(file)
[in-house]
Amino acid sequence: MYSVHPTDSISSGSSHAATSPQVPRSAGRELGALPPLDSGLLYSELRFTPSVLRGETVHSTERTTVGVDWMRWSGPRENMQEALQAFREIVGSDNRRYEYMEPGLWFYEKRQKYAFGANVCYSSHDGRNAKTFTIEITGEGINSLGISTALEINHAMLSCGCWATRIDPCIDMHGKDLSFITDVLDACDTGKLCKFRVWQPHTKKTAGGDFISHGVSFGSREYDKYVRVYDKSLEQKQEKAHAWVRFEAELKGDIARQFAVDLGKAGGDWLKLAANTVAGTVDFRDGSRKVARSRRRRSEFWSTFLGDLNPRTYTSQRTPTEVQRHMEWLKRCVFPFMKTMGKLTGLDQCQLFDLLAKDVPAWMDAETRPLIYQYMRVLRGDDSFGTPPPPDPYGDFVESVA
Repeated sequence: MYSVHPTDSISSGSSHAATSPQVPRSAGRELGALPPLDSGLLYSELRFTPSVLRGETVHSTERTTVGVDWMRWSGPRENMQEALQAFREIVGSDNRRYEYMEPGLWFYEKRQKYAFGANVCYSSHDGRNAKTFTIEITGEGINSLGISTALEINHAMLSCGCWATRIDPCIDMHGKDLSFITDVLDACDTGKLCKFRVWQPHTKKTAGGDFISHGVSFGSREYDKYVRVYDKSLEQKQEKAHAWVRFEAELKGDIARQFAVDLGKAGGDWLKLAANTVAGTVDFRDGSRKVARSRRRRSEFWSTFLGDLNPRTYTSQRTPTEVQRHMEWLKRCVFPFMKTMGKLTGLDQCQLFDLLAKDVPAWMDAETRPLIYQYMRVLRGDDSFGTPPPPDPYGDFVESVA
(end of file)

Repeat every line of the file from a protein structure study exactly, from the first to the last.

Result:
[in-house]
Amino acid sequence: MYSVHPTDSISSGSSHAATSPQVPRSAGRELGALPPLDSGLLYSELRFTPSVLRGETVHSTERTTVGVDWMRWSGPRENMQEALQAFREIVGSDNRRYEYMEPGLWFYEKRQKYAFGANVCYSSHDGRNAKTFTIEITGEGINSLGISTALEINHAMLSCGCWATRIDPCIDMHGKDLSFITDVLDACDTGKLCKFRVWQPHTKKTAGGDFISHGVSFGSREYDKYVRVYDKSLEQKQEKAHAWVRFEAELKGDIARQFAVDLGKAGGDWLKLAANTVAGTVDFRDGSRKVARSRRRRSEFWSTFLGDLNPRTYTSQRTPTEVQRHMEWLKRCVFPFMKTMGKLTGLDQCQLFDLLAKDVPAWMDAETRPLIYQYMRVLRGDDSFGTPPPPDPYGDFVESVA
Repeated sequence: MYSVHPTDSISSGSSHAATSPQVPRSAGRELGALPPLDSGLLYSELRFTPSVLRGETVHSTERTTVGVDWMRWSGPRENMQEALQAFREIVGSDNRRYEYMEPGLWFYEKRQKYAFGANVCYSSHDGRNAKTFTIEITGEGINSLGISTALEINHAMLSCGCWATRIDPCIDMHGKDLSFITDVLDACDTGKLCKFRVWQPHTKKTAGGDFISHGVSFGSREYDKYVRVYDKSLEQKQEKAHAWVRFEAELKGDIARQFAVDLGKAGGDWLKLAANTVAGTVDFRDGSRKVARSRRRRSEFWSTFLGDLNPRTYTSQRTPTEVQRHMEWLKRCVFPFMKTMGKLTGLDQCQLFDLLAKDVPAWMDAETRPLIYQYMRVLRGDDSFGTPPPPDPYGDFVESVA